Difference between revisions of "Connected space"

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A ''separation'' in a topological space is a non-trivial open-closed subset.  A space is thus ''disconnected'' if and only if it has a separation, and ''totally separated'' if for any points $x \neq y$ there is a separation containing $x$ and not $y$. 
See the article [[Connectivity]] for related concepts and references.
The equivalence relation on a space $X$ that $x \equiv y$ if and only if for every separation $S$ of $X$ either  $x$ and $y$ are in $S$ or $x$ and $y$ are in $X \setminus S$ defines equivalence classes called ''quasicomponents''.  The quasicomponent of $x$ is the intersection of all open-closed sets of $X$ containing $x$.  If there is only one quasicomponent in $X$ then it is connected.  A space is totally separated if and only if its quasicomponents are all [[singleton]]s.
The equivalence relation on a space $X$ that $x \equiv y$ if and only if there is a connected subspace of $X$ containing $x$ and $y$ defines as classes the ''connected components'': these are the maximal connected subspaces of $X$.  The component of $x$ is the union of all connected subsets of $X$ containing $x$.  A space is ''[[Totally-disconnected space|totally disconnected]]'' if and only if its connected components are all singletons.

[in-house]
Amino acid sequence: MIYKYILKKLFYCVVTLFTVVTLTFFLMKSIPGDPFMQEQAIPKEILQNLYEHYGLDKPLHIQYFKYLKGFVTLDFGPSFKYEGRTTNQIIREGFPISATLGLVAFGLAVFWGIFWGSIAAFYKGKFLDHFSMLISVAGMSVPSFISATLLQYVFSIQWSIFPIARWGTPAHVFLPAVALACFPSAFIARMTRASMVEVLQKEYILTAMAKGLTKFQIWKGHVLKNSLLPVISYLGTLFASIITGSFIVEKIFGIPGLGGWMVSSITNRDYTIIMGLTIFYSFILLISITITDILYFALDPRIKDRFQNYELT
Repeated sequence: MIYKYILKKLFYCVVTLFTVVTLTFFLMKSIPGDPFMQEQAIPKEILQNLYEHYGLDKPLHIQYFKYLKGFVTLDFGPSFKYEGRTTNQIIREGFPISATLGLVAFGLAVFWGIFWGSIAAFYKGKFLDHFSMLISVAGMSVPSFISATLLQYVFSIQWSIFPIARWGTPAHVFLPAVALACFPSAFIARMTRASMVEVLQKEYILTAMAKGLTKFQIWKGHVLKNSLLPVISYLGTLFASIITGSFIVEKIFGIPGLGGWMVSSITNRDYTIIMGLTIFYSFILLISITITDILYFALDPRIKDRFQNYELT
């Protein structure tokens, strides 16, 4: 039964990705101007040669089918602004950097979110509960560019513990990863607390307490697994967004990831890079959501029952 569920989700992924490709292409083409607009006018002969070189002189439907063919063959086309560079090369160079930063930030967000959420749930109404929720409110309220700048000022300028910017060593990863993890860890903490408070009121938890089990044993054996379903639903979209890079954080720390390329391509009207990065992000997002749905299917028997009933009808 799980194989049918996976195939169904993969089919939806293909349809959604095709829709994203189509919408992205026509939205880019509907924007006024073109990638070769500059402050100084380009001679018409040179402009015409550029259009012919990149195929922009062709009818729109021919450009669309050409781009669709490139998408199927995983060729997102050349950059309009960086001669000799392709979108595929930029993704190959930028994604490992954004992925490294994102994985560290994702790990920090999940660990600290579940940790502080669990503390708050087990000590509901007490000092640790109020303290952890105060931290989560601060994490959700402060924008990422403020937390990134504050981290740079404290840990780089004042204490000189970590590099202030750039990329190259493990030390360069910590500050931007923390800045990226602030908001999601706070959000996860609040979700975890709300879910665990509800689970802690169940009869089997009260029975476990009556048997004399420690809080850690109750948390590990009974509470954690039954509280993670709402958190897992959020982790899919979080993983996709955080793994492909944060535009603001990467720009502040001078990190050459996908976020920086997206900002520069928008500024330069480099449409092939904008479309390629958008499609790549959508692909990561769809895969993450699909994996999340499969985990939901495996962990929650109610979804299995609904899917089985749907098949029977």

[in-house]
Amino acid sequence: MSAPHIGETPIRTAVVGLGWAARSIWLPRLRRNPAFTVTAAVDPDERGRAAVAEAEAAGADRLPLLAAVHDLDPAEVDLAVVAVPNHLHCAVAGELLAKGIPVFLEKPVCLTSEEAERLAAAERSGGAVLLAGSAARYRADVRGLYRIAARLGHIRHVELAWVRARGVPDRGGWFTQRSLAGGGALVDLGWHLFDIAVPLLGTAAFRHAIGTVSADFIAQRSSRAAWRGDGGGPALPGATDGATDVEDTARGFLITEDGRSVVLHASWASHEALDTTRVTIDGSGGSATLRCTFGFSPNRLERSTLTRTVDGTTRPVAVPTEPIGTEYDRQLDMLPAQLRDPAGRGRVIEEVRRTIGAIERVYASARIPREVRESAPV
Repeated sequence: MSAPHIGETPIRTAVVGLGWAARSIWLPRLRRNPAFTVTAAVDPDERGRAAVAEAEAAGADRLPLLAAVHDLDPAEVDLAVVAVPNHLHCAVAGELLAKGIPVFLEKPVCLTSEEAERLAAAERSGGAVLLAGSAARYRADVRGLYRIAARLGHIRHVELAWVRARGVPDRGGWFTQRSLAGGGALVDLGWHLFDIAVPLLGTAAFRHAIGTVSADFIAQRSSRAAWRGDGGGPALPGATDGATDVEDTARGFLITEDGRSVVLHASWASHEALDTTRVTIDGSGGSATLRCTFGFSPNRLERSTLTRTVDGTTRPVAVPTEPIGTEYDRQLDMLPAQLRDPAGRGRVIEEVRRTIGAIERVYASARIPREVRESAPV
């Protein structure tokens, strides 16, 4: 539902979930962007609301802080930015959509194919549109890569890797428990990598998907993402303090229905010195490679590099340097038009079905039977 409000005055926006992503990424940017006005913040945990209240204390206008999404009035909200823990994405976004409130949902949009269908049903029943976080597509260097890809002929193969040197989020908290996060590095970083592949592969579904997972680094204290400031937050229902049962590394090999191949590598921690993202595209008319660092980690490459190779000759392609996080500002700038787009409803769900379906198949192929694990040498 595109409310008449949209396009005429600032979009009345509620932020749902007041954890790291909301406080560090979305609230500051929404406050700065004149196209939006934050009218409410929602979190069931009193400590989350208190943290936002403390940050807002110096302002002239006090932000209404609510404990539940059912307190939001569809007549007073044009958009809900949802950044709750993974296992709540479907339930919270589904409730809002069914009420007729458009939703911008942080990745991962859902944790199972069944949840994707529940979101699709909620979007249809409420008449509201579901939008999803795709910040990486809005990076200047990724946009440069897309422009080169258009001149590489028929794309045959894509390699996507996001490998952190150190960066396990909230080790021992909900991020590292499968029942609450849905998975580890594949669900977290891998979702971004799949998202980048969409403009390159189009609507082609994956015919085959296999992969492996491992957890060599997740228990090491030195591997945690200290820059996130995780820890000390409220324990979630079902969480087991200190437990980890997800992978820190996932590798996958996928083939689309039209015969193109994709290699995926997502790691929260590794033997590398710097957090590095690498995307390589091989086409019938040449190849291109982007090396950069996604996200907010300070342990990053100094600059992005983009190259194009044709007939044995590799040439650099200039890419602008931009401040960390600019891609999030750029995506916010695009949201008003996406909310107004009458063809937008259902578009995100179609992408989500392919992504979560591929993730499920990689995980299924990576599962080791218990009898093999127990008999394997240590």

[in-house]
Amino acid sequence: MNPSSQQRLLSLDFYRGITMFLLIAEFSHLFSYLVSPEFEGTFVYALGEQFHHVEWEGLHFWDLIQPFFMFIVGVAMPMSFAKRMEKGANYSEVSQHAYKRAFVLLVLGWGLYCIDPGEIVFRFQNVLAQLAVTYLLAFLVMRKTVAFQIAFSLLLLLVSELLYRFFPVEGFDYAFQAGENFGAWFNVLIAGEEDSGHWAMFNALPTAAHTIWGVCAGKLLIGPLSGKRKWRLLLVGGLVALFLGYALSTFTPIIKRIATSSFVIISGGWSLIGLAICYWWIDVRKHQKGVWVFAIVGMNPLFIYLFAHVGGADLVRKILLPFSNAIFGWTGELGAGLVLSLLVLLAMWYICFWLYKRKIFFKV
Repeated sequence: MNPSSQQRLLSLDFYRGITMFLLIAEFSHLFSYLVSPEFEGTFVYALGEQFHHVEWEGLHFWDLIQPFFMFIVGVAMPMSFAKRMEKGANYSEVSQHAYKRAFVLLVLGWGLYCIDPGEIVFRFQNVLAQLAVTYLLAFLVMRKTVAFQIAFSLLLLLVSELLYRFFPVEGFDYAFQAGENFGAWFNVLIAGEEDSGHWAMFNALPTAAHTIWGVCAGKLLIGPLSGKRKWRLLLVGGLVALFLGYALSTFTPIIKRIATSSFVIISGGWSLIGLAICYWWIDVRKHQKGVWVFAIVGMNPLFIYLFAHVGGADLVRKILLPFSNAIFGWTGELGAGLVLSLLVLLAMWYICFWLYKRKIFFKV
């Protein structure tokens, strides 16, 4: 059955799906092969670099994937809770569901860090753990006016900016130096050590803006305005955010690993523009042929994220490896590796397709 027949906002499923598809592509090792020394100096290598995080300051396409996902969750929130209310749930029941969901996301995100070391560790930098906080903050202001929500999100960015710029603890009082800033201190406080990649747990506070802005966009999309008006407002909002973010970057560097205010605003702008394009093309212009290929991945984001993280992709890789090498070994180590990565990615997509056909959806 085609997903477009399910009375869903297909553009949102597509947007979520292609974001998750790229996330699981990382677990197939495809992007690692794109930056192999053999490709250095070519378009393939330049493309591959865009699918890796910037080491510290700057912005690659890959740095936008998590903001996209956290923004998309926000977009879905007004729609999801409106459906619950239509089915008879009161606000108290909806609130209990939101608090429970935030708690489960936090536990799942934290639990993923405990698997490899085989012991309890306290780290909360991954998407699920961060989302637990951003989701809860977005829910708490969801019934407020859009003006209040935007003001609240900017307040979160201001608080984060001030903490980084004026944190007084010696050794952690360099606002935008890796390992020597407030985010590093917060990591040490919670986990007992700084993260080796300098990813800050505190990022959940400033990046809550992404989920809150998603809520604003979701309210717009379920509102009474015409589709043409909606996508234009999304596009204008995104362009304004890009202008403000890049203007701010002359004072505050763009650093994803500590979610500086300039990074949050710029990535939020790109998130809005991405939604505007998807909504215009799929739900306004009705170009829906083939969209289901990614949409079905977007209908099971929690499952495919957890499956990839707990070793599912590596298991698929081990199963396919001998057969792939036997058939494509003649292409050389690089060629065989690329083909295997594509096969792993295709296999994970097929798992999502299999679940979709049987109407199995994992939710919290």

See also: [[Extremally-disconnected space]].
<TR><TD valign="top">[b1]</TD> <TD valign="top">  Steen, Lynn Arthur; Seebach, J.Arthur jun. ''Counterexamples in topology'' (2nd ed.) Springer (1978) ISBN 0-387-90312-7 {{ZBL|0386.54001}}</TD></TR>

Latest revision as of 14:06, 2 January 2016

A topological space that cannot be represented as the sum of two parts separated from one another, or, more precisely, as the union of two non-empty disjoint open-closed subsets. A space is connected if and only if every continuous real-valued function on it takes all intermediate values. The continuous image of a connected space, the topological product of connected spaces, and the space of closed subsets of a connected space in the Vietoris topology are connected spaces. Every connected completely-regular space has cardinality not less than the cardinality of the continuum (if contains more than one point), although there also exist countable connected Hausdorff spaces.


For Vietoris topology see Hyperspace.


[a1] A.V. Arkhangel'skii, V.I. Ponomarev, "Fundamentals of general topology: problems and exercises" , Reidel (1984) (Translated from Russian)


See the article Connectivity for related concepts and references.

How to Cite This Entry:
Connected space. Encyclopedia of Mathematics. URL:
This article was adapted from an original article by V.I. Malykhin (originator), which appeared in Encyclopedia of Mathematics - ISBN 1402006098. See original article